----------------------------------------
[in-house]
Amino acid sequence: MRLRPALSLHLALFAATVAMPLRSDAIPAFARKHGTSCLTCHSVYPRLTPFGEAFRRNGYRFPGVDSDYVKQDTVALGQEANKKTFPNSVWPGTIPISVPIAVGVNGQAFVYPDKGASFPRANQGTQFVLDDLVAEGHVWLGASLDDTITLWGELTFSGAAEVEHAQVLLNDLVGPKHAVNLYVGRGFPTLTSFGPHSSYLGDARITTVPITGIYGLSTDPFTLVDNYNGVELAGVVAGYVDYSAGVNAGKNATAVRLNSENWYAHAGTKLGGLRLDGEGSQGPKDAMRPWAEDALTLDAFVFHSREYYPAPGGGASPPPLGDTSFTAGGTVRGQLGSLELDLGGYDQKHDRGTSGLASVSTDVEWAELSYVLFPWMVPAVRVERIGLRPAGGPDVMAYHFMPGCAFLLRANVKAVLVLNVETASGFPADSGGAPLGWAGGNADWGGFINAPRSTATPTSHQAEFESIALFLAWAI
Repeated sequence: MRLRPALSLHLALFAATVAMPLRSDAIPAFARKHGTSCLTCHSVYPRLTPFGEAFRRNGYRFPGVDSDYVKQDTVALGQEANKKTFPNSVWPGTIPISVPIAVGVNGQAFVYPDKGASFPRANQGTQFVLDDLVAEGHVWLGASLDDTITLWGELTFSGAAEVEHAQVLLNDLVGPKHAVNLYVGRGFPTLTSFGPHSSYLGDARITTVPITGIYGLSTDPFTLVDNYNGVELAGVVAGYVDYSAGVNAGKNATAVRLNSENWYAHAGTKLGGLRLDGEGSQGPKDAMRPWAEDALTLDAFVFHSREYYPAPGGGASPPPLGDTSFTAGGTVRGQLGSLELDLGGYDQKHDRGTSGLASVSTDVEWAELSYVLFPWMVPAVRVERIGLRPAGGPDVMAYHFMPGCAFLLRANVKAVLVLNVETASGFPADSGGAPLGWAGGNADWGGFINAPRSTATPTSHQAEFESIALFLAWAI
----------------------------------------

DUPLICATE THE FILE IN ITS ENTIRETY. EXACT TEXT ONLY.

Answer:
[in-house]
Amino acid sequence: MRLRPALSLHLALFAATVAMPLRSDAIPAFARKHGTSCLTCHSVYPRLTPFGEAFRRNGYRFPGVDSDYVKQDTVALGQEANKKTFPNSVWPGTIPISVPIAVGVNGQAFVYPDKGASFPRANQGTQFVLDDLVAEGHVWLGASLDDTITLWGELTFSGAAEVEHAQVLLNDLVGPKHAVNLYVGRGFPTLTSFGPHSSYLGDARITTVPITGIYGLSTDPFTLVDNYNGVELAGVVAGYVDYSAGVNAGKNATAVRLNSENWYAHAGTKLGGLRLDGEGSQGPKDAMRPWAEDALTLDAFVFHSREYYPAPGGGASPPPLGDTSFTAGGTVRGQLGSLELDLGGYDQKHDRGTSGLASVSTDVEWAELSYVLFPWMVPAVRVERIGLRPAGGPDVMAYHFMPGCAFLLRANVKAVLVLNVETASGFPADSGGAPLGWAGGNADWGGFINAPRSTATPTSHQAEFESIALFLAWAI
Repeated sequence: MRLRPALSLHLALFAATVAMPLRSDAIPAFARKHGTSCLTCHSVYPRLTPFGEAFRRNGYRFPGVDSDYVKQDTVALGQEANKKTFPNSVWPGTIPISVPIAVGVNGQAFVYPDKGASFPRANQGTQFVLDDLVAEGHVWLGASLDDTITLWGELTFSGAAEVEHAQVLLNDLVGPKHAVNLYVGRGFPTLTSFGPHSSYLGDARITTVPITGIYGLSTDPFTLVDNYNGVELAGVVAGYVDYSAGVNAGKNATAVRLNSENWYAHAGTKLGGLRLDGEGSQGPKDAMRPWAEDALTLDAFVFHSREYYPAPGGGASPPPLGDTSFTAGGTVRGQLGSLELDLGGYDQKHDRGTSGLASVSTDVEWAELSYVLFPWMVPAVRVERIGLRPAGGPDVMAYHFMPGCAFLLRANVKAVLVLNVETASGFPADSGGAPLGWAGGNADWGGFINAPRSTATPTSHQAEFESIALFLAWAI